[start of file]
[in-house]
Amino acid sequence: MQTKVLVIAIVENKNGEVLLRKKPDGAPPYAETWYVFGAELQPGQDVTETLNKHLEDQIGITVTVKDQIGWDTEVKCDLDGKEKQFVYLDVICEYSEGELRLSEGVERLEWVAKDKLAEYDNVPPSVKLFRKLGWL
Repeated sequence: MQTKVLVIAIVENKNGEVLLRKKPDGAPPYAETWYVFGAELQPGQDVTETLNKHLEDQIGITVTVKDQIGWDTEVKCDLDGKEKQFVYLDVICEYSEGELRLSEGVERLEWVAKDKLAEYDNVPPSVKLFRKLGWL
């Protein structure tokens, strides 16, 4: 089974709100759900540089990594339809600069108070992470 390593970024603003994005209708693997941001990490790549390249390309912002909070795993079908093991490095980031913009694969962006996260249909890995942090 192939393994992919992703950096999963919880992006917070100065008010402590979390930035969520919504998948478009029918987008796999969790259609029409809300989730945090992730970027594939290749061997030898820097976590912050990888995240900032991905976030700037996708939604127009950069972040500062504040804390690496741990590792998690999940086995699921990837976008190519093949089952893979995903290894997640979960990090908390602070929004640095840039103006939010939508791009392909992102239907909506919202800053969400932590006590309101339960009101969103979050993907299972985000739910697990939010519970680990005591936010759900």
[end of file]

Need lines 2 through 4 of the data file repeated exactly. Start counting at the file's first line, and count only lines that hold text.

Amino acid sequence: MQTKVLVIAIVENKNGEVLLRKKPDGAPPYAETWYVFGAELQPGQDVTETLNKHLEDQIGITVTVKDQIGWDTEVKCDLDGKEKQFVYLDVICEYSEGELRLSEGVERLEWVAKDKLAEYDNVPPSVKLFRKLGWL
Repeated sequence: MQTKVLVIAIVENKNGEVLLRKKPDGAPPYAETWYVFGAELQPGQDVTETLNKHLEDQIGITVTVKDQIGWDTEVKCDLDGKEKQFVYLDVICEYSEGELRLSEGVERLEWVAKDKLAEYDNVPPSVKLFRKLGWL
């Protein structure tokens, strides 16, 4: 089974709100759900540089990594339809600069108070992470 390593970024603003994005209708693997941001990490790549390249390309912002909070795993079908093991490095980031913009694969962006996260249909890995942090 192939393994992919992703950096999963919880992006917070100065008010402590979390930035969520919504998948478009029918987008796999969790259609029409809300989730945090992730970027594939290749061997030898820097976590912050990888995240900032991905976030700037996708939604127009950069972040500062504040804390690496741990590792998690999940086995699921990837976008190519093949089952893979995903290894997640979960990090908390602070929004640095840039103006939010939508791009392909992102239907909506919202800053969400932590006590309101339960009101969103979050993907299972985000739910697990939010519970680990005591936010759900």